"I'd love to talk with Rembrandt..." 5 Questions for Arjen

Dutch painter Arjen transforms human bodies into bizarre formations, combining different elements of the human figure with geometric forms that result in new entities. By creating the illusion of body parts that aren’t actually there, or others that can be interpreted as two different ones, he works at the intersection of the simple and the absurd.

Arjen began copying Old Master paintings at an early age and studied Rembrandt's and Jacob van Ruysdael's techniques. The works of modern artists like Pablo Picasso or Salvador Dali intrigued him, as well as George Condo or artifacts from ethnographic collections. From these different influences, Arjen developed his initial concept of intertwining deformation and simplification. He reduces forms to the point that sometimes body parts are only suggested, while multi-interpretable body parts could cause shifts in the viewer’s mind. In contrast to these confusing effects, he adds clarity in composition and colour.

Arjen makes countless sketches that are simple and expressive at the same time, exploring the basics of drawing and the possibilities of the line. In the few of them he is able to turn into oil paintings, the believability of the images is increased through plastic and voluminous forms.

Some of Arjen’s works have an underlying message, reflecting on the lack of freedom, acceptance towards other people, or consumerism—always in a subtle way that makes viewers think and smile at the same time.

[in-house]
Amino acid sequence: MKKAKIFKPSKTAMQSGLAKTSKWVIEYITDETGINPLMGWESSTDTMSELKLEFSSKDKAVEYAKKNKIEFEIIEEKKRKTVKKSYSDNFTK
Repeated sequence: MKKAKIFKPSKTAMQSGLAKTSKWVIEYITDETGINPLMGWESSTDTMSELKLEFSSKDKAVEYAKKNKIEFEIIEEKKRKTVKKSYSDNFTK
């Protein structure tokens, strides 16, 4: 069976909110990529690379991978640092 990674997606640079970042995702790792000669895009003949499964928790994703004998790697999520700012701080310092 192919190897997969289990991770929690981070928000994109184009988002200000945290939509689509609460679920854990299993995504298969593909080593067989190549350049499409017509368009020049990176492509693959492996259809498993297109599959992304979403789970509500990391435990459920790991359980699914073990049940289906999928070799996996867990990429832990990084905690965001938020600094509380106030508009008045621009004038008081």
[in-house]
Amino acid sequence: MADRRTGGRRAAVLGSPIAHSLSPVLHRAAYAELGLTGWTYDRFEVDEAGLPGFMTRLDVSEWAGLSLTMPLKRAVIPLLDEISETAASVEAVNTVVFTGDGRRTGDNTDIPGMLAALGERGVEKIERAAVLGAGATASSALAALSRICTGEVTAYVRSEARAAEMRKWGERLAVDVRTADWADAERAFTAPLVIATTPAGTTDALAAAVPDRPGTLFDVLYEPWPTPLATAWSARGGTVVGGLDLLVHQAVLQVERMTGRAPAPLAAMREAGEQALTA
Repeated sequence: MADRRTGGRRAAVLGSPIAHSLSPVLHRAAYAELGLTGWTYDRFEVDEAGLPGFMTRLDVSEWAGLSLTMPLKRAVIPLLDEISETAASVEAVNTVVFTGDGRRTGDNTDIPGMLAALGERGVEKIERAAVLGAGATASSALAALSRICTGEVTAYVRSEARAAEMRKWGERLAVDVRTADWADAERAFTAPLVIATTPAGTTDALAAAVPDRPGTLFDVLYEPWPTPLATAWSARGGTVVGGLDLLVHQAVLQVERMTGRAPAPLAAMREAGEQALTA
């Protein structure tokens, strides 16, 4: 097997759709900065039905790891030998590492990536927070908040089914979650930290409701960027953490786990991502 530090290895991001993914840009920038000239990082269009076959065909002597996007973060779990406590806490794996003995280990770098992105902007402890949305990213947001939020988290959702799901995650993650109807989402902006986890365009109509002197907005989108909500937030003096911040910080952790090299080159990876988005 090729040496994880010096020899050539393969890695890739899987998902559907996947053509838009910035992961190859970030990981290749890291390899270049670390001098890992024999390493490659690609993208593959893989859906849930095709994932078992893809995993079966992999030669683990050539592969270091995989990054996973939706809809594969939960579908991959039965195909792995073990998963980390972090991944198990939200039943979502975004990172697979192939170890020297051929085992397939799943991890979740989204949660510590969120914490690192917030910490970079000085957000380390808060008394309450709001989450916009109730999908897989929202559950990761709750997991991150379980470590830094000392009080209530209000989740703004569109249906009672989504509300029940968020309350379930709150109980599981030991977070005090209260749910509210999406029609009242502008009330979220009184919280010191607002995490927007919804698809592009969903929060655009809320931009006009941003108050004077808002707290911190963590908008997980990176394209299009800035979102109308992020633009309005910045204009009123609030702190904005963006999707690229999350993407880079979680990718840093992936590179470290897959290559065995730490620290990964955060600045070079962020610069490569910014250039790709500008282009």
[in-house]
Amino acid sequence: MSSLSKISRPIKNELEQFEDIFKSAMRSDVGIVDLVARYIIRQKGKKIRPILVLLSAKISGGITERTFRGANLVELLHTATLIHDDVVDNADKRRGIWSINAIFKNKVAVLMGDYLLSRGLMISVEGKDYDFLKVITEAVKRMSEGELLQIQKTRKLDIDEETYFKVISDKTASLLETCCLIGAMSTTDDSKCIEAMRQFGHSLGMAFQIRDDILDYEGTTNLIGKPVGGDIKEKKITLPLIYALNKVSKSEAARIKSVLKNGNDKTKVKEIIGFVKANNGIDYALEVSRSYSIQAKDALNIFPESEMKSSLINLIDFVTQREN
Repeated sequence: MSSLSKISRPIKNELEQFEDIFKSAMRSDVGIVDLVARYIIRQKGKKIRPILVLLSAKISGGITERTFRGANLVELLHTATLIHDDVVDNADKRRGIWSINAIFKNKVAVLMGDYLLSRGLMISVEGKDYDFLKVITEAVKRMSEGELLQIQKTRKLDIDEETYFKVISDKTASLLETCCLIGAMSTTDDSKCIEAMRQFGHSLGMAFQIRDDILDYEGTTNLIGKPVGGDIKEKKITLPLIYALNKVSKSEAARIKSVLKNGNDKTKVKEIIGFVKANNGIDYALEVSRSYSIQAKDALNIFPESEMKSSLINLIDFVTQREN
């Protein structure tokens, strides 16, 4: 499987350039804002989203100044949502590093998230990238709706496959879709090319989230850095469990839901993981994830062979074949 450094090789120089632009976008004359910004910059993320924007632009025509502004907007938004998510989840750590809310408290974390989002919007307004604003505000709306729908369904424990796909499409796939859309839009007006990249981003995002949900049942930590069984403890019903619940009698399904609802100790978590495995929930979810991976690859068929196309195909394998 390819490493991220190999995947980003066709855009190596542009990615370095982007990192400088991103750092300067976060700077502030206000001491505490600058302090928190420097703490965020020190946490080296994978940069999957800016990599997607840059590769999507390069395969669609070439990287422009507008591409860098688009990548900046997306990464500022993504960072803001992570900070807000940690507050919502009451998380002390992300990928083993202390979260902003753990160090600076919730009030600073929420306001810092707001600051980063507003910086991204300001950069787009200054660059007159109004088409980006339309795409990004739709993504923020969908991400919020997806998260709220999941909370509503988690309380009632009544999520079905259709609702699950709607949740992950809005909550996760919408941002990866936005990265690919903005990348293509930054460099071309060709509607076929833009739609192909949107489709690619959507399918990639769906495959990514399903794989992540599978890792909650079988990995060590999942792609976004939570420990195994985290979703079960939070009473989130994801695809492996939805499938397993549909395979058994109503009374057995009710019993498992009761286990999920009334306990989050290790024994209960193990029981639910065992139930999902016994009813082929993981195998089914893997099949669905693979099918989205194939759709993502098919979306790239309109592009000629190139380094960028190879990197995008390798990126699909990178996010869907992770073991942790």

How would you sum up your art in three words?

In general, I think a lot of my paintings are minimalistic, absurd, and funny. In the end, everybody has different associations with them, and I think that contributes to the richness of enjoying art.

Which old master would you like to spend a day with?

There are so many I would love to meet. Picasso would, of course, be very interesting, but I don’t think he strictly qualifies as an "old" master. I’d love to talk with Rembrandt about his progressive ideas and views on painting. Just to hear him talk about his ideas on the use of light, facial expressions, and composition. And above all, to see him paint!

Do your works comment on society?

Some certainly do. There’s a lot going on in the world. We are hopefully seeing the end of the first pandemic in a hundred years. We are faced with a climate crisis, the impact of which can hardly be overrated, and war in Europe suddenly isn’t something from the past anymore. Some works comment on the infinite consumption of the west, like THE BLINDED CONSUMER which I painted recently. The painting for the 24 HOUR EDITION DROP is called AN EYE TO THE FUTURE. It suggests to me that there are a lot of big challenges ahead for mankind, but that it’s also an intense time because there are so many ways things can turn. Above all, there’s always hope and a lot of positivity.

What music do you put on when painting?

Well, it depends. Mostly, I listen to podcasts about art and news and science programs. As a professional violinist, I love to listen to chamber music or symphonies by Tchaikovsky, Brahms, or Beethoven, but I also like to listen to pop music as well!

What was the most surprising reaction of a viewer to one of your works?

People react very differently. Sometimes they laugh, sometimes they are very surprised, and sometimes a person is quiet for some time to think. I find it most interesting to see the very different emotions that different works evoke.


Arjen will drop AN EYE TO THE FUTURE in an open edition, exclusively available on misa.art for 24 hours. Click HERE to learn more about the 24 HOUR EDITION DROP:  17 March 2022, at 6 pm CET.